WHO is ensuring a stockpile of essential drugs for the treatment of waterborne diseases and laboratory equipment. It is also discussing with the Government of Kenya an immunization campaign against measles.

In Kenya overall, more than 700,000 people have so far been affected, the majority of whom remain unreachable, UN Office for the Coordination of Humanitarian Affairs (<"">OCHA) spokesperson Elizabeth Byrs told the Geneva briefing.

The Kenya Red Cross was using small canoes to evacuate those marooned but these were not completely safe on the Tana River where hippopotamus and crocodiles could easily capsize them. UN agencies have approached international donors in Nairobi for assistance for three months.

In Somalia some 444,000 people along the Juba and Shabelle rivers have already been affected. According to the worst case, scenario up to 1 million could be directly affected in the coming weeks, Ms. Byrs said.


© Scoop Media

World Headlines


Preliminary Results: MH17 Investigation Report

The Joint Investigation Team (JIT) is convinced of having obtained irrefutable evidence to establish that on 17 July 2014, flight MH-17 was shot down by a BUK missile from the 9M38-series. According to the JIT there is also evidence identifying the launch location that involves an agricultural field near Pervomaiskyi which, at the time, was controlled by pro-Russian fighters. More>>


At The UN: Paris Climate Agreement Moves Closer To Entry Into Force

The Paris Agreement on climate change moved closer toward entering into force in 2016 as 31 more countries joined the agreement today at a special event hosted by United Nations Secretary-General Ban Ki-moon. More>>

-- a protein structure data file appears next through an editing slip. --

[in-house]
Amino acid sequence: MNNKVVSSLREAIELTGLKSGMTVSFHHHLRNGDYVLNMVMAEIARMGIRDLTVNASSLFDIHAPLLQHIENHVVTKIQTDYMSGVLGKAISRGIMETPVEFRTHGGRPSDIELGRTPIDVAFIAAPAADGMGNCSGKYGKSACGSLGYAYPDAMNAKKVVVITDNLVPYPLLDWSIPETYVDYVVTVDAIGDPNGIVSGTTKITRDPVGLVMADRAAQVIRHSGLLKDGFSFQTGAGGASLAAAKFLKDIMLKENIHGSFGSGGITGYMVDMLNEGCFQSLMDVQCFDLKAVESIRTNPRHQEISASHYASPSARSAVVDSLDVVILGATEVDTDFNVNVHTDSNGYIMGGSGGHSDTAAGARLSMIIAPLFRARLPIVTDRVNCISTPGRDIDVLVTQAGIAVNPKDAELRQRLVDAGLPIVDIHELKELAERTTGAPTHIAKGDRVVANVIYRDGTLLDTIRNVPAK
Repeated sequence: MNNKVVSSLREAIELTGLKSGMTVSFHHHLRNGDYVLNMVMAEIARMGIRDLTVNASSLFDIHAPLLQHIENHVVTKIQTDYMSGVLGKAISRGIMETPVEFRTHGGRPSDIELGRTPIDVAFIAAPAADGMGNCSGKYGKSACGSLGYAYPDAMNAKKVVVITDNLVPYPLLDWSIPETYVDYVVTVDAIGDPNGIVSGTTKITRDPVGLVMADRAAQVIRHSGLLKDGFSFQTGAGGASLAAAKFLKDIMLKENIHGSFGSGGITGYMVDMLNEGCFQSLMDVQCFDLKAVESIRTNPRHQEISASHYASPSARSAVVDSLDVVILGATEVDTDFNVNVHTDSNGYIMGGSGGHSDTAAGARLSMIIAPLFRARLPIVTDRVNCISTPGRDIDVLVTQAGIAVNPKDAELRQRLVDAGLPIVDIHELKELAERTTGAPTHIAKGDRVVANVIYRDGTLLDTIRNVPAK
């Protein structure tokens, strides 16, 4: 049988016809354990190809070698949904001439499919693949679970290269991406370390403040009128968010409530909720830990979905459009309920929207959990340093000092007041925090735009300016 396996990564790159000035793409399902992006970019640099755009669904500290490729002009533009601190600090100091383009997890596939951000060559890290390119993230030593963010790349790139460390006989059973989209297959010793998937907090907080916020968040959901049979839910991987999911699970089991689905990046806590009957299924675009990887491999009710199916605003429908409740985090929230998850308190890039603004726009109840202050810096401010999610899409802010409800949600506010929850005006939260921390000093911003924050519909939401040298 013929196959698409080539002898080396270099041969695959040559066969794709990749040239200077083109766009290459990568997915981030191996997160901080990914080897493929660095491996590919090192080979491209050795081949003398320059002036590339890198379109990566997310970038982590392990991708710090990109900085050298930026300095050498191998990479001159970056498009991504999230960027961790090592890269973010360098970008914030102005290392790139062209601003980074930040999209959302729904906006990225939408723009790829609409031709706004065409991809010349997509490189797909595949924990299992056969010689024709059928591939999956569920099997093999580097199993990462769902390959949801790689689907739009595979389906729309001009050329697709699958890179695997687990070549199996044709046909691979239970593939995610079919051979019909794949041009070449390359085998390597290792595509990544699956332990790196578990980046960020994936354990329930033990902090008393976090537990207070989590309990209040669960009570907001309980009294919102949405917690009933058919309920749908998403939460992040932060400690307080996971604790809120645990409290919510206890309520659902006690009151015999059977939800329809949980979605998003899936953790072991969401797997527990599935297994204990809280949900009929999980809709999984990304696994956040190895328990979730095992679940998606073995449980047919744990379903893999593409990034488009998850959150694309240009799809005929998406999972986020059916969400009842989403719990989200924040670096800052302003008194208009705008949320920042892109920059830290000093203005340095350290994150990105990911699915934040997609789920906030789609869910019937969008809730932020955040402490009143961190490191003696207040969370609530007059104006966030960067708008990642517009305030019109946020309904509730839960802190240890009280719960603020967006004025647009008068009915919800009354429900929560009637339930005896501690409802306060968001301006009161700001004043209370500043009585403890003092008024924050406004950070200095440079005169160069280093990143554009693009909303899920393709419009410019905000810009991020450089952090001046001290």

Gordon Campbell: On The End Game In Spain (And Other World News)

The coverage of international news seems almost entirely dependent on a random selection of whatever some overseas news agency happens to be carrying overnight... Here are a few interesting international stories that have largely flown beneath the radar this past week. More>>

Amnesty/Human Rights Watch: Appalling Abuse, Neglect Of Refugees On Nauru

Refugees and asylum seekers on Nauru, most of whom have been held there for three years, routinely face neglect by health workers and other service providers who have been hired by the Australian government, as well as frequent unpunished assaults by local Nauruans. More>>


Other Australian Detention

Gordon Campbell: On The Censorship Havoc In South Africa’s State Broadcaster

Demands have included an order to staff that there should be no further negative news about the country’s President Jacob Zuma, and SABC camera operators responsible for choosing camera angles that have allegedly made the President ‘look shorter’ were to be retrained... More>>


Gordon Campbell: On A Bad Week For Malcolm Turnbull, And The Queen

Malcolm Turnbull’s immediate goal – mere survival – is still within his grasp... In every other respect though, this election has been a total disaster for the Liberals. More>>


Get More From Scoop

Search Scoop  
Powered by Vodafone
NZ independent news